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As part of my current series on Moms Who Write, I am happy to welcome my longtime student Stephanie Springsteen. Her work has appeared in the anthology Cup of Comfort for Couples, and I think you will agree with me that she is most ingenious in fitting writing into her life as a mom:
Stephanie Springsteen: With two children five years apart in age, my writing routine has evolved with their schedules.
When each of them was napping age, one of my favorite routines involved the car.
As a stay-at-home mom who couldn’t stand staying at home, by afternoon I would often find myself strapping the baby into the car seat. Settling myself into the driver’s seat, I would sigh. After a poor night of sleep and a morning of dishes, diapers, laundry, and picking up toys, it was often the first time all day that I could sit down.
Then I would drive.
My apologies to the environment, but driving soothed baby and me. I would head out of the city to the suburbs to look at old Victorian houses, fifties era ranch houses, sixties ramblers with wide lawns and big windows. Finally, when a glance in the rear view mirror revealed a dipped head and open mouth, signaling a sleeping baby, I would pull into the parking lot of a Federal Forest Preserve. Shutting off the car, I would rest my eyes on the trees. Out came the plain drugstore notebook I keep stashed in the car door pocket, a pen stuck in the wire spiral bind. Unfinished household chores could not taunt me here.
In the car it was just the notebook and me.
Lost in my writing, I would occasionally come up for air to look into the trees. I might be treated to the sight of a deer rambling by, an ethereal mist rising off the ground, or the colors of a wildflower in bloom.
The disadvantage of this routine, however, was that after a couple hours of being folded up in the car, my bladder would be throbbing. Terrified of leaving the baby unattended for more than a minute or two, I would find a port-a-potty. The Forest Preserves had a few perched near the curbs of their parking lots. Setting the car alarm on with a chirp, I would duck inside to relieve myself, holding my breath all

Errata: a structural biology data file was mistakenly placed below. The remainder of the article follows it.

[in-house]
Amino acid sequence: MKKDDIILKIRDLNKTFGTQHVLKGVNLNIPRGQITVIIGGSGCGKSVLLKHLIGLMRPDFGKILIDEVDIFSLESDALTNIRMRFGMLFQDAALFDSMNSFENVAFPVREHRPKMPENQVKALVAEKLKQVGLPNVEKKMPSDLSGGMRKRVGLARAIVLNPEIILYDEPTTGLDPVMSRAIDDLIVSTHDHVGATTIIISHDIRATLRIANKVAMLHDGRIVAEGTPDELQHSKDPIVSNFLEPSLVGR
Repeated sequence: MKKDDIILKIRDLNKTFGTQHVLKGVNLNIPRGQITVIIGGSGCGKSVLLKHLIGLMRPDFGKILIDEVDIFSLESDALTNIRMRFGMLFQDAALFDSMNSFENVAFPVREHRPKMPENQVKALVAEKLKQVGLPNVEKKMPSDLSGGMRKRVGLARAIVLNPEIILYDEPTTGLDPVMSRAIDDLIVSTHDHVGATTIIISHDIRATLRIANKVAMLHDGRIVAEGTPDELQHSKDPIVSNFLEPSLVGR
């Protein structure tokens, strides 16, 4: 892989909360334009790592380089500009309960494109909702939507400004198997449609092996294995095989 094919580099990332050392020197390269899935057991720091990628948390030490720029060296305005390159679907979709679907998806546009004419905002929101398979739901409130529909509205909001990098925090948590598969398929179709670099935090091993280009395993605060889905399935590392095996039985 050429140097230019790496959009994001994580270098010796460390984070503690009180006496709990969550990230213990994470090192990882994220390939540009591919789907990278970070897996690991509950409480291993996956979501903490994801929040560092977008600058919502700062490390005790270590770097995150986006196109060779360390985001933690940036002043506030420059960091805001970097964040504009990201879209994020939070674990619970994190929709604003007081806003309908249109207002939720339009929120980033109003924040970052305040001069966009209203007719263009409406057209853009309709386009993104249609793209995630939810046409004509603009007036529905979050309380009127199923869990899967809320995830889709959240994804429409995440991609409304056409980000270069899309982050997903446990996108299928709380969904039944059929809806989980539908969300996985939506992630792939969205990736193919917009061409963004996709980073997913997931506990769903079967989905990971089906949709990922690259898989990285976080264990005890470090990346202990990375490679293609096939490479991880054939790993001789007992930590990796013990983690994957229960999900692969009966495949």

the while. Ah, the sacrifices we make for art. After slathering on hand sanitizer, I would drive to a more scenic location to continue writing. I enjoyed peace and quiet until the mumblings, or screams, of a waking baby let me know time was up.
Nowadays I write in bed before my youngest wakes up.
He has outgrown his naps, but is still too young for preschool. Since we are family bed people, he sleeps cuddled next to me. If I leave the bed for a while, he is sure to start screaming. To my infinite gratitude, my husband, the early bird, takes care of the morning routine and school drop-off for our daughter. He also makes coffee. So once he has woken our daughter and she is getting dressed, I sneak downstairs for my cup of coffee. Then I run straight back up and settle into my spot in the bed before it gets cold. My son is often squirming by now, but once I am back in place, he rearranges himself against my leg and pops his thumb in his mouth. If I am lucky, he gives it a few reassuring sucks before he falls back asleep. If I am not lucky, he doesn’t fall back asleep.
In that case, I am not above switching on the TV and letting “Mickey Mouse Playhouse” entertain him for half an hour or so while I
squeeze in a bit of writing. I know my time is up when he starts jumping on the bed and scaling my back as if it were a mountain, gripping my hair for balance.